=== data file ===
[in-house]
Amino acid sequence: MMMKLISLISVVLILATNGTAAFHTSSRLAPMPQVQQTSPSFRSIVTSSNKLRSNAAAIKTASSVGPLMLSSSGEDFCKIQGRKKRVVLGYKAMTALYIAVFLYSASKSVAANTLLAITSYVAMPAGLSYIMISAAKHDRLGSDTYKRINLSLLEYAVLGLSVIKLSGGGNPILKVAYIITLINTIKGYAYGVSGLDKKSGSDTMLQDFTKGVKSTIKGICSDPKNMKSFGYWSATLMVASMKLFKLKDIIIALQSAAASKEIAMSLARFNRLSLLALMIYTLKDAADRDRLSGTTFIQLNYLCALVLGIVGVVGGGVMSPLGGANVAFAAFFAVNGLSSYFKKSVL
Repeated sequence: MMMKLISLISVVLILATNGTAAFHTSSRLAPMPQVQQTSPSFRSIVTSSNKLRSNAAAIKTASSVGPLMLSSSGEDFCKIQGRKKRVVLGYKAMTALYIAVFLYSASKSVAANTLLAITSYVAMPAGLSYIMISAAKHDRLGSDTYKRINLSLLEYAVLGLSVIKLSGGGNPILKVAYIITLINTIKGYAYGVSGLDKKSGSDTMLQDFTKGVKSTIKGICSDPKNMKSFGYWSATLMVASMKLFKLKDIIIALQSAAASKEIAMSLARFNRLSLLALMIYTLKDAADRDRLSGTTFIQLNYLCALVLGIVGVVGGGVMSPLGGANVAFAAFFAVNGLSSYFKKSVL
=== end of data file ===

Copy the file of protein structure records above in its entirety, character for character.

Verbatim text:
[in-house]
Amino acid sequence: MMMKLISLISVVLILATNGTAAFHTSSRLAPMPQVQQTSPSFRSIVTSSNKLRSNAAAIKTASSVGPLMLSSSGEDFCKIQGRKKRVVLGYKAMTALYIAVFLYSASKSVAANTLLAITSYVAMPAGLSYIMISAAKHDRLGSDTYKRINLSLLEYAVLGLSVIKLSGGGNPILKVAYIITLINTIKGYAYGVSGLDKKSGSDTMLQDFTKGVKSTIKGICSDPKNMKSFGYWSATLMVASMKLFKLKDIIIALQSAAASKEIAMSLARFNRLSLLALMIYTLKDAADRDRLSGTTFIQLNYLCALVLGIVGVVGGGVMSPLGGANVAFAAFFAVNGLSSYFKKSVL
Repeated sequence: MMMKLISLISVVLILATNGTAAFHTSSRLAPMPQVQQTSPSFRSIVTSSNKLRSNAAAIKTASSVGPLMLSSSGEDFCKIQGRKKRVVLGYKAMTALYIAVFLYSASKSVAANTLLAITSYVAMPAGLSYIMISAAKHDRLGSDTYKRINLSLLEYAVLGLSVIKLSGGGNPILKVAYIITLINTIKGYAYGVSGLDKKSGSDTMLQDFTKGVKSTIKGICSDPKNMKSFGYWSATLMVASMKLFKLKDIIIALQSAAASKEIAMSLARFNRLSLLALMIYTLKDAADRDRLSGTTFIQLNYLCALVLGIVGVVGGGVMSPLGGANVAFAAFFAVNGLSSYFKKSVL